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What is a Face-Amount Certificate?

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  • Written By: John Lister
  • Edited By: Kristen Osborne
  • Last Modified Date: 09 November 2016
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    Conjecture Corporation
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A face-amount certificate is a type of debt security offered by an investment company rather than a corporation or government. It is simply a certificate that an investor buys, giving a guarantee that the issuing company will repay the money plus an agreed interest amount on a set future date. Though some companies still issue face-amount certificates, they have largely fallen from favor because of changes in tax laws.

The first face-amount certificates went on sale in 1894 through a company known as Investor's Syndicate. The certificates came under closer regulation through the 1940 Investment Company Act. Today, only two major companies, Ameriprise and SBM, still issue the certificates.

There are two main types of face-amount certificate. In one, the investor pays the issuer money in fixed installments. These may span the entire lifetime of the certificate, but in some cases the payments are concluded earlier. With the other type, known as a fully-paid face-amount certificate, the investor pays the full amount up-front. This type should normally carry a slightly higher interest rate, as the issuer has access to more of the investor's money for a longer period.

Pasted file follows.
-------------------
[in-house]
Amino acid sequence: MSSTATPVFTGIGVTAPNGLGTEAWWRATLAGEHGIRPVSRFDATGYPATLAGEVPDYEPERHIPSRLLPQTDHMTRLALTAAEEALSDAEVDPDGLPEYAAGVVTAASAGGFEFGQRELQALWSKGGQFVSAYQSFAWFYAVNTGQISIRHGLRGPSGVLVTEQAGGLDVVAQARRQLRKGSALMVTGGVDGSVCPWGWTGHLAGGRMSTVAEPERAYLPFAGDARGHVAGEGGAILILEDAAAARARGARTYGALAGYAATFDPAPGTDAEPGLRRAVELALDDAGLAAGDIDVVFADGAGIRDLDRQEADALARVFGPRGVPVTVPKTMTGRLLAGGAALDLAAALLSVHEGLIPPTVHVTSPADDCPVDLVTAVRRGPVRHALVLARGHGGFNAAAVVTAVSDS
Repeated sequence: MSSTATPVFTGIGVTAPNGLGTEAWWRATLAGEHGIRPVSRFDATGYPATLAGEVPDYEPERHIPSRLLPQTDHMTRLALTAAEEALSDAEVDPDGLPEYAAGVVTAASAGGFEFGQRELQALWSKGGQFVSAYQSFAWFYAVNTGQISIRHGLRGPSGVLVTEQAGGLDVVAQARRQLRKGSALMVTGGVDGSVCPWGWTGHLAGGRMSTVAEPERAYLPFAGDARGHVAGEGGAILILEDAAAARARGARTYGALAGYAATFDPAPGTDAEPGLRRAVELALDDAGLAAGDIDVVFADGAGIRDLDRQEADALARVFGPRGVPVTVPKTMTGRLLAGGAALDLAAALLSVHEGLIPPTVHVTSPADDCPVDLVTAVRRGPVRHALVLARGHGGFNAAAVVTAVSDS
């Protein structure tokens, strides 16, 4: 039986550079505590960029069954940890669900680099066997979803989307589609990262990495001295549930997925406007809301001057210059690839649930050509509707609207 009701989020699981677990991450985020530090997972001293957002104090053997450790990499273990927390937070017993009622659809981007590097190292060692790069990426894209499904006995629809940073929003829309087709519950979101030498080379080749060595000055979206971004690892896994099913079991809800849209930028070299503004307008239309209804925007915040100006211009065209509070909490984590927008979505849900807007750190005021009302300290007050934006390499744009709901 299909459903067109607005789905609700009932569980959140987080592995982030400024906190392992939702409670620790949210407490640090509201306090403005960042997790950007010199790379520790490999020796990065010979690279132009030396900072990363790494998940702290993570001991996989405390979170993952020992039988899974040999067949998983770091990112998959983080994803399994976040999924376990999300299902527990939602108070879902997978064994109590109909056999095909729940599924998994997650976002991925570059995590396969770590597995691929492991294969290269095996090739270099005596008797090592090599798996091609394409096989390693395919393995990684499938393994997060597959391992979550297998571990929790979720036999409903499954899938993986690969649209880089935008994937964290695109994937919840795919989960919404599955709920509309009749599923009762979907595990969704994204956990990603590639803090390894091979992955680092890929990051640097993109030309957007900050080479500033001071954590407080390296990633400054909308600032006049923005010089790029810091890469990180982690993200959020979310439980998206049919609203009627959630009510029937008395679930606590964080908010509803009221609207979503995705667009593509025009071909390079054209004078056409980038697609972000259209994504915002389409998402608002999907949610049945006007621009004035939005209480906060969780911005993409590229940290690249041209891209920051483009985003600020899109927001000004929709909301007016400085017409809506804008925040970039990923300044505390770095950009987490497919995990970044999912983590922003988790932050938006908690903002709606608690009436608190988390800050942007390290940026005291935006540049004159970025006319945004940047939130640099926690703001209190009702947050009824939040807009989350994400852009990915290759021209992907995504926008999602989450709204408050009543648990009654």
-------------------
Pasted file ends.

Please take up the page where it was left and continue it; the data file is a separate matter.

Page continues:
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In many ways, a face-amount certificate resembles a bond or a certificate of deposit, but there are some key difference. Unlike a bond, the face-amount certificate is issued specifically by an investment company, rather than by a general corporation or government seeking to raise finance. That said, the investor still needs to assess the risk that the issuer will not be in business when the certificate comes due for repayment.

Unlike a certificate of deposit, or CD, a face-amount certificate is not insured by the Federal Deposit Insurance Corporation. This means that the investor is not protected against the issuing company's failure. One advantage, though, is that the penalties for early withdrawal of the money, known as surrendering the certificate, are lower than with a CD.

The main reason for the face-amount certificate's original popularity was that it had tax advantages. Specifically, the investor did not have to pay any tax on the interest earned on the certificate until cashing it in. This differs from many forms of income from investment such as interest on a savings account or dividends from a stock. Today, most face-amount certificates no longer carry this advantage.

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